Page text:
When an incident commander notices that the fire is building in the structure and a truck company that is needed for ventilation isn’t on the road, the fire is already a loss. Different units have different roles and can provide specific equipment. That is the reason National Fire Protection Association 1901, Standard for Automotive Fire Apparatus, exists and makes requirements for ladders and other equipment or water capacity to be carried based on unit type.
Without a resource-based emergency response system, there is no telling what units will show up to the scene and no telling what equipment will be available. Time is of the essence, whether for a trauma patient trapped in a vehicle with 30 minutes left in her “Golden Hour” or for a structure fire progressing quickly and threatening the lives of the residents trapped upstairs. Assignments of today must include resource specification (or unit dispatching) to ensure all the equipment, personnel, and water get to the scene that could likely be needed for the first initial actions, best allowing for the preservation of life, property, and the environment.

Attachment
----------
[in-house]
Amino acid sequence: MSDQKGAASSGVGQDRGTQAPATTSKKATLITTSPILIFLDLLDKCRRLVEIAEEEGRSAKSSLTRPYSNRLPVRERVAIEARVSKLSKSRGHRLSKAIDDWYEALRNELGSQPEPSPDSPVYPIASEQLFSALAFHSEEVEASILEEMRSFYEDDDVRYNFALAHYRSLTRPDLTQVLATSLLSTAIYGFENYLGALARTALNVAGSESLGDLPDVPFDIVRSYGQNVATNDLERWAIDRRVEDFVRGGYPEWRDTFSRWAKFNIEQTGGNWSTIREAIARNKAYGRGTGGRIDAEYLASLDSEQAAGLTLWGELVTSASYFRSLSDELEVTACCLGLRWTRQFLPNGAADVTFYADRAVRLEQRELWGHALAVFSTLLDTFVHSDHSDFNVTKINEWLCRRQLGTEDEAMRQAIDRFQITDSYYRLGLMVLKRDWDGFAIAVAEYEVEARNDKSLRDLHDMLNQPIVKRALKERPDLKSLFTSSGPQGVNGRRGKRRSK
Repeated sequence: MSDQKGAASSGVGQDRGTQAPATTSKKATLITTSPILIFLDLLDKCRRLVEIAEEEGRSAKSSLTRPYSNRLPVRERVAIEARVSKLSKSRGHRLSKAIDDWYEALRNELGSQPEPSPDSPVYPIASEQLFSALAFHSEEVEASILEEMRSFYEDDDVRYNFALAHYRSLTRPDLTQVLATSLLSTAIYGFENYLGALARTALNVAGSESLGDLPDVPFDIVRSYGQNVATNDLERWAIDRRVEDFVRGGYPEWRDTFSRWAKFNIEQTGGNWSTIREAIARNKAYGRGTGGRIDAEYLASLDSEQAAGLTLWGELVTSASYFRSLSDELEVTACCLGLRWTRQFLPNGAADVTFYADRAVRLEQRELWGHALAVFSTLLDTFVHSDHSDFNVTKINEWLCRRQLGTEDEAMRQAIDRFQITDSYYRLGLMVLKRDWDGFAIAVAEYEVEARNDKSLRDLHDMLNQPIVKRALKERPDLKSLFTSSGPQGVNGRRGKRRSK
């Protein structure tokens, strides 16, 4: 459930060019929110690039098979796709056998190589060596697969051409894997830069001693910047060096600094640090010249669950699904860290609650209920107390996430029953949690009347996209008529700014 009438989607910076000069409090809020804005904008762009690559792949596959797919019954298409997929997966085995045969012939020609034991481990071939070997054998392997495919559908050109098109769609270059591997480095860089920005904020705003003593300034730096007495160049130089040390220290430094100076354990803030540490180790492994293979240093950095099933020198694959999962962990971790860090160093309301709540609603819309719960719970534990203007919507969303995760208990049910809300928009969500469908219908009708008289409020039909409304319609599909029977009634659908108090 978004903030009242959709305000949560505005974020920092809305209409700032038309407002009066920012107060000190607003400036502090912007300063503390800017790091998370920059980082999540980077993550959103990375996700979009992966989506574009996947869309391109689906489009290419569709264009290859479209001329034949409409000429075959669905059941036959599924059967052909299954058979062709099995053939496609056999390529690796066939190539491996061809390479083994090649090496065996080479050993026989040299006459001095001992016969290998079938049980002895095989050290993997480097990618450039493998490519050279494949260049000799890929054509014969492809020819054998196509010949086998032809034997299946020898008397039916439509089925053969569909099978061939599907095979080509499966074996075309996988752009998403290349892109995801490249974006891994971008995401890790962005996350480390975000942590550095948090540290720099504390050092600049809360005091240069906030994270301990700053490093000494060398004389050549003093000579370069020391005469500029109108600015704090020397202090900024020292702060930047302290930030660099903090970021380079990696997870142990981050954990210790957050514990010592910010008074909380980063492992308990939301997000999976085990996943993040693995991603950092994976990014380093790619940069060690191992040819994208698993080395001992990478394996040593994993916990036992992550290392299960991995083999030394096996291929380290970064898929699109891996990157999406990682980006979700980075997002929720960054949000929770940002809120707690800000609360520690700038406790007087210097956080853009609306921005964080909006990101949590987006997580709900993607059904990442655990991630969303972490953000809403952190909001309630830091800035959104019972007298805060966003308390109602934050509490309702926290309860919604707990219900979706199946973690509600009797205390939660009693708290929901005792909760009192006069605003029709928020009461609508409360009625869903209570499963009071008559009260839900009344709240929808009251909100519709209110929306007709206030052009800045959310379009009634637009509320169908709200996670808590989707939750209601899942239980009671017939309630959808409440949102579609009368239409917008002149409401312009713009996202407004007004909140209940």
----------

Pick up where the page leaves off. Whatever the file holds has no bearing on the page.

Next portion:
Editor’s note: This article is written by the author and does not express the views of the United States Air Force.
Nathan S. Lindgren is a fire officer/lead firefighter with the United States Air Force stationed at Joint Base San Antonio, Texas. He started with the Bay District (MD) Volunteer Fire Department in 2012, joining the Air Force three years later as a firefighter and working his way up over five years as an engineer and a company officer. He has been stationed in Germany and Texas. Since he joined the Air Force, he has received a bachelor of applied science in emergency management and an associate of arts in homeland security from Waldorf University, along with an associate of science in fire science from the Community College of the Air Force.
Robert S. Hoff recently retired as chief of the Carol Stream (IL) Fire Protection District after a 47-year career in the fire service including 35-plus years in the Chicago (IL) Fire Department (CFD), where he rose to the rank of commissioner. He was the recipient of the CFD’s highest award for bravery, the Lambert Tree Award, twice for the rescue of civilians at fires. He left Chicago in 2012 and joined Carol Stream and was appointed chief in 2016. Hoff is an instructor for the Illinois Fire Service Institute.